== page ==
PRPP: An agreement to kick the can down the road and deliver more fees to Canada’s financial industry

(Originally posted Dec 21, 2010; re-hosted in March 2012)

In a nutshell

Given the limited granularity available in the PRPP (Pooled Retirement Pension Plan) announcement, we must conclude that this is an agreement to do nothing, except perhaps a handout to the financial services industry at the expense of the average Canadian. By taking advantage of the inertia of the gullible this guarantees more fees to the industry, but doesn’t solve the “systemic failure” of Canada’s pension system.

The details:

Real pension reform must address at least:

  1. The inadequate saving for retirement by Canadians- by requiring that the PRPP be offered but requiring those (employees and employers) who do not wish to participate to opt out (auto-enroll), insures that the gullible and those inclined to inertia will become the victims of the financial services industry’s ravenous fees. Auto-enroll, a potentially healthy approach, is turned a vehicle to channeling assets into likely suboptimal returns.
  2. Low-cost retirement portfolios- by forcing retirement assets into funds run by Canadian insurance and mutual fund companies known for corrosive fees will guarantee that only an inadequate share of the available market returns will end up in retirees’ portfolios.
  3. Low-cost longevity insurance option to deal with longevity risk and provide lifetime income, as well as low-cost decumulation strategies.
  4. The crisis facing those who earned their private sector pensions but their plan sponsors has gone bankrupt and lost much of their pensions while the government stood by and did nothing to protect them before/during/after bankruptcy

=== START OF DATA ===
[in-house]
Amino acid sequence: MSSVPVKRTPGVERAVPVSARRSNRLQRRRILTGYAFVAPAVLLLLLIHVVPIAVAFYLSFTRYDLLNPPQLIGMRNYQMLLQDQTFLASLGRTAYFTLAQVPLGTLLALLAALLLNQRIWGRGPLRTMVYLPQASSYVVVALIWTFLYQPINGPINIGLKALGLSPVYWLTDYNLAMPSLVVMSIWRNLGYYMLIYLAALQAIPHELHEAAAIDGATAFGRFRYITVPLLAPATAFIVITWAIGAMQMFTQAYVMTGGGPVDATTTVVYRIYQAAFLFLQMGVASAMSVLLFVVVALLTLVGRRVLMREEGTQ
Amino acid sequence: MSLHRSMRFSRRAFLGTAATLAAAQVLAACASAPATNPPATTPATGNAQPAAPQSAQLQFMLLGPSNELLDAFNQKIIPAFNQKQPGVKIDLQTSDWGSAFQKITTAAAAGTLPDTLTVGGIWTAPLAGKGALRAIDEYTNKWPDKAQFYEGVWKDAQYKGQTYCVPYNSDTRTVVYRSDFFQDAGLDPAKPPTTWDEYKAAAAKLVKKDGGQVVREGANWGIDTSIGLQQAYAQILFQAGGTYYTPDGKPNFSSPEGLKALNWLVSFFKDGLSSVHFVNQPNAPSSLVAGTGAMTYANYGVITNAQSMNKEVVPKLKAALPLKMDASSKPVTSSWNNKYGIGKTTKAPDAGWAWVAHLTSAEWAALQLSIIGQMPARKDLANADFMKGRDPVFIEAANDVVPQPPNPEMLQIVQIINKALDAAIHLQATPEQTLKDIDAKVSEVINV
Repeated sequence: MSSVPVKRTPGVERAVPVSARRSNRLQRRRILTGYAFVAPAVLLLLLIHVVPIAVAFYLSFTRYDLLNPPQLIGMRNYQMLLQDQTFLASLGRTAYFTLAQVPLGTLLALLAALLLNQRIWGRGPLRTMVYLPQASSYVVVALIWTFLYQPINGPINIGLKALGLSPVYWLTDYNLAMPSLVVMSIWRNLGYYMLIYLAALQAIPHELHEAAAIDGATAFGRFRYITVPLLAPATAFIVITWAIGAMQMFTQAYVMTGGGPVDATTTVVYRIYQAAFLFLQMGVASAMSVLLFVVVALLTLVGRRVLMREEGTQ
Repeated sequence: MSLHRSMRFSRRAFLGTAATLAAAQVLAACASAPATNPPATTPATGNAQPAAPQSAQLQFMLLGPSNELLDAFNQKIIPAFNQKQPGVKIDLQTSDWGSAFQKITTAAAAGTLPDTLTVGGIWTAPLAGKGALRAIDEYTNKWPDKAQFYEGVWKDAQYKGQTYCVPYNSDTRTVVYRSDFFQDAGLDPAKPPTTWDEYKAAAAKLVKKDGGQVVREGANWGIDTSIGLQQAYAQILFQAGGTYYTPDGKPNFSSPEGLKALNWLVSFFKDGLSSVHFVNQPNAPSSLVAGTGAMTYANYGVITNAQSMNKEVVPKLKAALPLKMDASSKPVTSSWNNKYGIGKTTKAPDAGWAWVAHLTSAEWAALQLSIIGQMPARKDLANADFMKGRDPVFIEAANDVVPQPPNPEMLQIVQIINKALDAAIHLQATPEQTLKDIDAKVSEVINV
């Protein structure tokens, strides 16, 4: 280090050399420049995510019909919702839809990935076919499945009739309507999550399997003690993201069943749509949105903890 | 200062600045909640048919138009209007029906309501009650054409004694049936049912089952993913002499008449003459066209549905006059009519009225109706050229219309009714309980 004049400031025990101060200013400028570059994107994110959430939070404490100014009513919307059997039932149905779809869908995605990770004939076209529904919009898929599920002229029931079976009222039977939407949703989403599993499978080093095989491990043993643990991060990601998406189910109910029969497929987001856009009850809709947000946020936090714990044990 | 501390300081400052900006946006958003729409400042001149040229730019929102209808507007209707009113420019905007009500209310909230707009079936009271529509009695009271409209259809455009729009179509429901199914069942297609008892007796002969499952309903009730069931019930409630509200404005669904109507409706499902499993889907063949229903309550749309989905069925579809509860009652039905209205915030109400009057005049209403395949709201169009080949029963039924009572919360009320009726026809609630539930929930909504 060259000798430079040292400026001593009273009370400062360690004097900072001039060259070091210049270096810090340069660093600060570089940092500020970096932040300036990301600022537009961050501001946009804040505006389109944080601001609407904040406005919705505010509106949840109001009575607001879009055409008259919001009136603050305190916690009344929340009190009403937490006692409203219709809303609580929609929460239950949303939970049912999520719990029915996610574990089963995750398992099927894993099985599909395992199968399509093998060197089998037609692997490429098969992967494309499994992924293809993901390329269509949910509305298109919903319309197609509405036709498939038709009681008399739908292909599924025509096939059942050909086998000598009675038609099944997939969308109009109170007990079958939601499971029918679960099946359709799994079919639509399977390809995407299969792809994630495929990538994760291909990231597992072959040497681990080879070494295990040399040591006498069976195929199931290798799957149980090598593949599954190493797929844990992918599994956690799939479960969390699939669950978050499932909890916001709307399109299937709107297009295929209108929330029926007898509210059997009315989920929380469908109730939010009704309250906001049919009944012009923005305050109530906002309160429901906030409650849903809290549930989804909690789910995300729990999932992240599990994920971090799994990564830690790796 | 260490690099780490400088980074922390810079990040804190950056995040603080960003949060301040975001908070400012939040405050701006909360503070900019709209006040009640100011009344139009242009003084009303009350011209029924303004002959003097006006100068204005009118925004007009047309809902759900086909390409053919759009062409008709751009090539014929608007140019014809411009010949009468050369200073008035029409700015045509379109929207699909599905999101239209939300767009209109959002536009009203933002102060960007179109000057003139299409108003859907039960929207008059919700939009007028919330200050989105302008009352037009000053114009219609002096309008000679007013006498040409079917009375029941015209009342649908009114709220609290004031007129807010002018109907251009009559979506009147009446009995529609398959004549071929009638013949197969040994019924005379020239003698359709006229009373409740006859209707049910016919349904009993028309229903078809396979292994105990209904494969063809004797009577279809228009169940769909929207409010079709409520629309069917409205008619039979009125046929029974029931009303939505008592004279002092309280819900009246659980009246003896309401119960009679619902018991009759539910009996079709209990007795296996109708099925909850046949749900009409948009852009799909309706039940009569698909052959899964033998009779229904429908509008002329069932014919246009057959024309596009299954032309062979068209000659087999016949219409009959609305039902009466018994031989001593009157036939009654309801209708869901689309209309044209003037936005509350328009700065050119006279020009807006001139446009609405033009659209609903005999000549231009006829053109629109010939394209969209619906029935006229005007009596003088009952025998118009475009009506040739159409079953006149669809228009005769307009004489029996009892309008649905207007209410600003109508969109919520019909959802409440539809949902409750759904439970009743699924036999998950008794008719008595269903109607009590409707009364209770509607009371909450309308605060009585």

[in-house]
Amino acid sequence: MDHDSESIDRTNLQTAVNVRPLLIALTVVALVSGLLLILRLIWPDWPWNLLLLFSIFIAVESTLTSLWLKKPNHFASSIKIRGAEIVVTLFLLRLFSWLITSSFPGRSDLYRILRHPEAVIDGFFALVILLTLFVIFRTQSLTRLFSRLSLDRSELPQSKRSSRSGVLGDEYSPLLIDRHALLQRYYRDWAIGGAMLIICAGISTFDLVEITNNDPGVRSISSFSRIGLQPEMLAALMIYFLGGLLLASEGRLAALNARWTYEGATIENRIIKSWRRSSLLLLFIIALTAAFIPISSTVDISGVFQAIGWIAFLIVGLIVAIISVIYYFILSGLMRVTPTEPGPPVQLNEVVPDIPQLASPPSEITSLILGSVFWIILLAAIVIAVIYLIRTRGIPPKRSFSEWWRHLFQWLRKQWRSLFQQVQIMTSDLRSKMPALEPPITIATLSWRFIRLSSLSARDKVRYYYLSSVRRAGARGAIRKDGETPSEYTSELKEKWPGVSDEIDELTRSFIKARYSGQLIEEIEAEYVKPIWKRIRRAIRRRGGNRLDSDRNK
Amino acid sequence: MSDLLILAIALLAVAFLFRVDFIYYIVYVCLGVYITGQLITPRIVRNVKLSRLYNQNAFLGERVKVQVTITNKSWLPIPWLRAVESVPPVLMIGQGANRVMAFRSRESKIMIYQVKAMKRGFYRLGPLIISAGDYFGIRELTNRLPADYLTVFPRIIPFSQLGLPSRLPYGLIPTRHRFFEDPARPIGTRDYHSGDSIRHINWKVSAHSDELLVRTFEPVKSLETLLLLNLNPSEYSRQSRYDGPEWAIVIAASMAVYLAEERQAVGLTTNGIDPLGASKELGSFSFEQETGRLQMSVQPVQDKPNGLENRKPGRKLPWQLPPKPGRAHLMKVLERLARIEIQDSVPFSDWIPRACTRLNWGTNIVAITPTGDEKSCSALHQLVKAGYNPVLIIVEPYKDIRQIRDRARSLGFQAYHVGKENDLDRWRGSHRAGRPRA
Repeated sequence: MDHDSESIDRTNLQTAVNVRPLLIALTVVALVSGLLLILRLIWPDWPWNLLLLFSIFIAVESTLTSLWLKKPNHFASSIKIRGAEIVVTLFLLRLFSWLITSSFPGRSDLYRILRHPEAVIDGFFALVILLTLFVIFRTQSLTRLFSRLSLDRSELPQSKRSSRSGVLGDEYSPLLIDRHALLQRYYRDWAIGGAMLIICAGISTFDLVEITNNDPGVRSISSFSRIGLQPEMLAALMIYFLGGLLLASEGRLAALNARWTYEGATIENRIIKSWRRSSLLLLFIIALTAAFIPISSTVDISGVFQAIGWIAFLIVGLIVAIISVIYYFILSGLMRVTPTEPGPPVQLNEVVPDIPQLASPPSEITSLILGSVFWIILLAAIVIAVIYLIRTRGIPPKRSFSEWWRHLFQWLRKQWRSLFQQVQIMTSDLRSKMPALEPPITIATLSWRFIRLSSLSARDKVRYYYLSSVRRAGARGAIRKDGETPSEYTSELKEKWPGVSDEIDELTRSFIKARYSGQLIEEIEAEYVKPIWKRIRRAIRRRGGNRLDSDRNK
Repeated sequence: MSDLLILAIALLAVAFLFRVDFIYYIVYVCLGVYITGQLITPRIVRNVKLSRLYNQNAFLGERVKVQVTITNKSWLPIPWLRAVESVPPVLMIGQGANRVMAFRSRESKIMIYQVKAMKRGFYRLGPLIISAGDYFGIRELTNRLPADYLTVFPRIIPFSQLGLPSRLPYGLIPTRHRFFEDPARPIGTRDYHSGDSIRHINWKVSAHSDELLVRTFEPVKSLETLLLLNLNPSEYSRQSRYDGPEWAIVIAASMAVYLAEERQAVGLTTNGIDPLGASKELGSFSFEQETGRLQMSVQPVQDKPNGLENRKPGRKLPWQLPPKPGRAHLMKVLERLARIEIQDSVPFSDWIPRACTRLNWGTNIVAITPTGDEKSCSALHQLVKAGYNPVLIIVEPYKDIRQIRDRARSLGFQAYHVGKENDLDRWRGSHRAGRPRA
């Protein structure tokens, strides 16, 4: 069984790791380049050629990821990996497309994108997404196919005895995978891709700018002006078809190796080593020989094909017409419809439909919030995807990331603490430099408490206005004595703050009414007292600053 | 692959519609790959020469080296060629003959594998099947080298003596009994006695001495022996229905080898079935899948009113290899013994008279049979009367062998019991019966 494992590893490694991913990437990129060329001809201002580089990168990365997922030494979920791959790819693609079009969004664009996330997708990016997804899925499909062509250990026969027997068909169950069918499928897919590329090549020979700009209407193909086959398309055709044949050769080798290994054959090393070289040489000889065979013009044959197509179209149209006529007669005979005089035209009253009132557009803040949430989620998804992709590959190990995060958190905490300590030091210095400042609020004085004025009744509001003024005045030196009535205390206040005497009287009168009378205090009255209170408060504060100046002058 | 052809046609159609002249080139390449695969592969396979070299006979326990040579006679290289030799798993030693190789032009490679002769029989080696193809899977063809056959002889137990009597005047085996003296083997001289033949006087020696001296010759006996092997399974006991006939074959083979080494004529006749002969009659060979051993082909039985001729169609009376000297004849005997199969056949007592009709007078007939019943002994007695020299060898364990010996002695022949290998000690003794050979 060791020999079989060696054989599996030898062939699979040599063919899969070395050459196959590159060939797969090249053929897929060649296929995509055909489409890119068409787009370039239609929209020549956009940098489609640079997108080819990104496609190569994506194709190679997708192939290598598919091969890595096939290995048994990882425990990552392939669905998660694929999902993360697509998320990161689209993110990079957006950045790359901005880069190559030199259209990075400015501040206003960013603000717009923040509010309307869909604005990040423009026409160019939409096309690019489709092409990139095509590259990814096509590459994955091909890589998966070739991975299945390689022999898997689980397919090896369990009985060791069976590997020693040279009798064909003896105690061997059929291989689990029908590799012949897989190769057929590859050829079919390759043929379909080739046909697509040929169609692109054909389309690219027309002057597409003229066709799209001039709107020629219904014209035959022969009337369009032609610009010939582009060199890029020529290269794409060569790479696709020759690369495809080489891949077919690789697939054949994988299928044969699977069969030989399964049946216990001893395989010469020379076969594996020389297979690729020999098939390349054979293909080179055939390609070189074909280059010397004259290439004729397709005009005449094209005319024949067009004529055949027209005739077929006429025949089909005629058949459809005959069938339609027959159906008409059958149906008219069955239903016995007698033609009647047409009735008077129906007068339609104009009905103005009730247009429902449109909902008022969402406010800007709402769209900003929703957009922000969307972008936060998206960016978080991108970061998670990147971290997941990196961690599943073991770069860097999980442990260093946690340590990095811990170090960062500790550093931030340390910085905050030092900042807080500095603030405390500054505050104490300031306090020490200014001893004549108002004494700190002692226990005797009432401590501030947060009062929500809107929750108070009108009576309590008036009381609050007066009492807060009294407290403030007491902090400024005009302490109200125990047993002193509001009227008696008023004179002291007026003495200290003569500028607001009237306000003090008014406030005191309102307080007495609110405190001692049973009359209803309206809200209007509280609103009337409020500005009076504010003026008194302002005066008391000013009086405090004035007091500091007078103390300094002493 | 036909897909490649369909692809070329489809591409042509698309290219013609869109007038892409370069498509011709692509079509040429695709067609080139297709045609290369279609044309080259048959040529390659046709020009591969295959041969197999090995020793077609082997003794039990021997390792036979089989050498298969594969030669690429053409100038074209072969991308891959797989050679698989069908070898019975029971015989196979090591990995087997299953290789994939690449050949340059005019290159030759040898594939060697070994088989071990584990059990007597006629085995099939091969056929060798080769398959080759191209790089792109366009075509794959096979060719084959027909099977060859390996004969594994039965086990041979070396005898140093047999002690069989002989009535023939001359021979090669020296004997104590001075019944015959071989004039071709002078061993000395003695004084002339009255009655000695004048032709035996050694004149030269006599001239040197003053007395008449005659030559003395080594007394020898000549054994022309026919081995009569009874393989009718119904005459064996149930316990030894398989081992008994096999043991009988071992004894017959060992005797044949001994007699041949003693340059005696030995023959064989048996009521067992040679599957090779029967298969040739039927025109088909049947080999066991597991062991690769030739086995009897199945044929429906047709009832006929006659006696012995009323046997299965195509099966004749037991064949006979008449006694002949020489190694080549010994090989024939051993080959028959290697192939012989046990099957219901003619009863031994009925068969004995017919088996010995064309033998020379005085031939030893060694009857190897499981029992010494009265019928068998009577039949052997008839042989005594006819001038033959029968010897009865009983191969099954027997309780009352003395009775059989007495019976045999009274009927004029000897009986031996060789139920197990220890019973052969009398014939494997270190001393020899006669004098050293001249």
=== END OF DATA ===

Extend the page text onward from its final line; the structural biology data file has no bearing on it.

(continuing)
Bottom line

Based on the little information available at this time, the best that can be said is that the PRPP fails to deliver on all of the above four criteria. No compulsion or incentives to save, however apparent compulsion to invest savings in products of an industry famous for its greed, and no mechanisms to manage longevity risk. And not even a mention of protecting the earned benefits of private sector pension beneficiaries in case of sponsor bankruptcy. The best that can be offered to the PRPP is an F!

All that had to be done is to do: enable payroll deducted auto-enroll into self-directed RRSP/TFSA (and/or taxable accounts) with option to invest in low-cost passive/index vehicles with default (but investor adjustable) asset allocation and include a low-cost longevity insurance. This would go a long way to deal with the retirement needs of those more than a decade away from retirement. For those near or already in retirement need to have their already earned pensions to be protected in case their plan sponsor goes into bankruptcy and unable to deliver on pensioners’ deferred wages.

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One comment

  1. larry elford · · Reply

    well said peter. Financial lobbyists won a battle to have the government give them this gift horse that no one really wants……..

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